Turkish-backed militants rob commuters, loot properties in northern Syria: SANA
Iran Press TV
Sunday, 20 September 2020 5:48 PM
Turkish-backed Takfiri militants have blackmailed and forcibly snatched cash from commuters in Syriaâ€™s northeastern province of Hasakah as they continue to commit various crimes against local populations.
Official news agency SANA, citing local sources, reported on Sunday that the Turkish-affiliated armed groups cut roads and set up temporary checkpoints to disrupt commuters who were heading to the town of Raâ€™s al-Ayn in the troubled province.
They stopped vehicles, motorbikes and passengers and impose fine, snatched precious items and received cash at gunpoint. The Turkish-backed mercenaries threatened to kill or arrest those who refrain from paying money.
In recent months, fierce clashes have also frequently broken out among Turkish-backed militants in Hasakah province following dispute over the distribution of stolen objects and occupation of local peopleâ€™s houses.
Earlier this week, a panel of United Nations war crimes investigators called on Turkey to rein in allied militants in northern Syria, who may have committed a range of war crimes against civilians, including hostage-taking, rape and torture.
In a report covering the first half of the current year and published on Tuesday, the UN Commission of Inquiry on Syria said militants of the so-called Syrian National Army, also known as the Free Syrian Army, detain civilians and transfer them to Turkey for prosecution, adding that such acts could amount to the war crime of unlawful deportation.
The panel warned that assassinations and rapes of civilians were on the rise in war-ravaged Syria.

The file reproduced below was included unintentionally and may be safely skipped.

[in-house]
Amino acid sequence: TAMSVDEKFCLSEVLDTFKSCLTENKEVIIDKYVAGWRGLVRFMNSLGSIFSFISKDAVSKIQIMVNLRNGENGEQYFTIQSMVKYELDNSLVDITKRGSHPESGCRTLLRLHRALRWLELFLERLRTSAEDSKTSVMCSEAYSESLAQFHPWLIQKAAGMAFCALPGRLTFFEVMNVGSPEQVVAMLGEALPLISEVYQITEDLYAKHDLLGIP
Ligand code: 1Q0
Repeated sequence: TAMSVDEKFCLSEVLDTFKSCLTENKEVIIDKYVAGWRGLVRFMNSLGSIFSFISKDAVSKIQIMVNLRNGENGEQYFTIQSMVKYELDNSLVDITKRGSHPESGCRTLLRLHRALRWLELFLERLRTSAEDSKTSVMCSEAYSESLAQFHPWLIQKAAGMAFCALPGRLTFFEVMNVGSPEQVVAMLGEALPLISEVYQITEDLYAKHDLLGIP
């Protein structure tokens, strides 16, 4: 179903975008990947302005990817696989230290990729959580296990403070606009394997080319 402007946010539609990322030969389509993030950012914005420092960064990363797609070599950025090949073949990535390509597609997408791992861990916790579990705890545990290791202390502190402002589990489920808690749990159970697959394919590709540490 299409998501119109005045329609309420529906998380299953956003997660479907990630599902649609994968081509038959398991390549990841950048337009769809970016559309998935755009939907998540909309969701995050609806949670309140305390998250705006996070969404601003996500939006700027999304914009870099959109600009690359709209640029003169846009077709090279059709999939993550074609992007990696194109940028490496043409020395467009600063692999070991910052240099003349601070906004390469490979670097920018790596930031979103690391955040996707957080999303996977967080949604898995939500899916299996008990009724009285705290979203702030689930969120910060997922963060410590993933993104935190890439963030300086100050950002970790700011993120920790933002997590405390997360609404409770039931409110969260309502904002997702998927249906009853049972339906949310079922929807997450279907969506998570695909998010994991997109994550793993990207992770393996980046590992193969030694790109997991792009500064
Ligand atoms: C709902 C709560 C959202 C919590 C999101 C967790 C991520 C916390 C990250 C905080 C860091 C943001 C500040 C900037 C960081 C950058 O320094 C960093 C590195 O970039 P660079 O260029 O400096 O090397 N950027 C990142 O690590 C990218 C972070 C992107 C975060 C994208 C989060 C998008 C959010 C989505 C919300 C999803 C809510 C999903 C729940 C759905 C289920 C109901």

The United Nations on Friday urged Turkey to launch an immediate and independent investigation into war crimes and other violations of international law committed in the northern part of Syria, which are under the control of Turkish occupation forces and allied militant groups.
Michelle Bachelet, the UN High Commissioner for Human Rights, said that the situation in those Turkish-held areas of Syria was grim, with violence and criminality rife.
Bachelet's UN Human Rights Office (OHCHR) said in a statement it had noted an â€śalarming pattern in recent months of grave violations,â€ť having documented increased killings, kidnappings, unlawful transfers of people, seizures of land and properties and forcible evictions.
The victims include people perceived to be allied with opposing parties or as being critical of the actions of the Turkish-affiliated armed groups, her office added.
Ankara has been providing support to militants operating to topple the Damascus government since early 2011.
Last year, Turkey seized control of the border town of Ras al-Ain after it launched a cross-border invasion of northeastern Syria with the help of its allied armed groups to push Kurdish militants affiliated with the so-called Peopleâ€™s Protection Units (YPG) away from border areas.
Ankara views the US-backed YPG as a terrorist organization tied to the homegrown Kurdistan Workersâ€™ Party (PKK).
|Join the GlobalSecurity.org mailing list|